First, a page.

Back then I read widely and without much supervision, but the books I ended up with rarely dealt with sexual matters; and if a suggestion of the physical crept in, it was only in tantalizing hints and glimpses. Yet to these hints I invariably turned the way a plant turns to the sun. I suppose I can confess now that when my parents were away, I would pick up the popular novels they kept by their bedside and skim through them, looking for the racy bits. I remember authors like Irwin Shaw, Irving Stone, James Jones, James Gould Cozzens, and Sloan Wilson, none of them particularly salacious, although all wrote about adults and the things they got up to. (Up a notch or two on the literary scale was Norman Mailer’s The Naked and the Dead, where it was amazing to find the word “fug” actually written out--the forbidden word itself, although not quite.)
As time went by, I found myself reading more extensively in these novels, including the mundane bits that connected the sexy bits. I see now that my impulses were not entirely impure: I was trying to learn not only the mechanics of sex but how the grown-up world worked and how adults comported themselves. With the exception of the Mailer, I’m not sure how many (if any) of these books from several decades ago are in print today, but it is reassuring to me that most can still be found (as with the popular fiction of even earlier generations) in the stacks of the New York Public Library.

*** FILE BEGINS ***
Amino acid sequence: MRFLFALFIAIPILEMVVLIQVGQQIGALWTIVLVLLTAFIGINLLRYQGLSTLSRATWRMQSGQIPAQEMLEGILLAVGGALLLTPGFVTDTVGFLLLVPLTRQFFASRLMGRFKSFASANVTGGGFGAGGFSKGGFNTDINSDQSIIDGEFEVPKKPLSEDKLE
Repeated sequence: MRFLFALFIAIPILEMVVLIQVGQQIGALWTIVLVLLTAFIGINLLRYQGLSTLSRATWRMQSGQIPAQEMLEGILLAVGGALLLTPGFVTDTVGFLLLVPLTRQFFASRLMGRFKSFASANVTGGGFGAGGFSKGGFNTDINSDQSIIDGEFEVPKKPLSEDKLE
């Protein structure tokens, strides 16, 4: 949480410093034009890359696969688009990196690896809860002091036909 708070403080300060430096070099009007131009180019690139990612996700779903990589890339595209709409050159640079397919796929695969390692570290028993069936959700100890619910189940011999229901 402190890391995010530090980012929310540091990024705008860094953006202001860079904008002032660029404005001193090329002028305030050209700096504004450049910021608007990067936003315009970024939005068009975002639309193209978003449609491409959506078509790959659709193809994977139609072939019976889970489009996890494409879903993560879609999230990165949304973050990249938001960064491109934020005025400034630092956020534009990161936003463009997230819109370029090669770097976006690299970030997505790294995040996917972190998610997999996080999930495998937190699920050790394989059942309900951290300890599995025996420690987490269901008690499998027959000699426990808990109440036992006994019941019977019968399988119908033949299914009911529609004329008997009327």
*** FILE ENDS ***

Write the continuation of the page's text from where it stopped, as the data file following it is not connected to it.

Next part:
It is likely that the first step in my life-long library career came with the realization that I liked being surrounded by books. This awareness was spawned in a small used bookstore on Grand Street in Brooklyn. It was the kind of place which no longer seems to exist. There was certainly no barista to make you a latte with skim milk, only walls full of unfinished lumber forming shelves which buckled with the weight of many battered old volumes. Although science fiction no longer has much interest or appeal to me, it was to the science fiction and fantasy paperbacks that I always gravitated, stocking up on cheap books with lurid covers featuring rocket ships, laughably grotesque monsters, and buxom women inevitably dressed in tatters. Silly and pulpy as much of this fiction was, it created a uniquely consuming universe which still percolates fondly in my brain, even if I have no intention of revisiting it.
The name Murray Leinster (pseudonym of William F. Jenkins) might not be familiar to you, but during science fiction’s so-called Golden Age he wrote almost seventy novels and about a thousand stories. Are any of these worth looking up? Frankly, I doubt it, but I was intrigued to find in the library’s catalog a microfilmed collection of seventeen of these ephemeral Leinster paperbacks, boasting titles like The Brain Stealers, S.O. S. from Three Worlds, and The Wailing Asteroid. At the start of The Brain Stealers, an alien space ship has just landed on earth and its curious passengers have ventured forth:
“Presently the moonlight shone upon movement. Upon movements. Creatures in awkward, unaccustomed self-locomotion. They were very small, compared to men, and their appearance was extremely improbable. They hobbled painfully in a compact group. At first they did not communicate even with each other, as if they strained whatever senses they possessed in the effort to savor the nature of this strange planet. Then the thoughts began. They expressed disgust. Disdain.”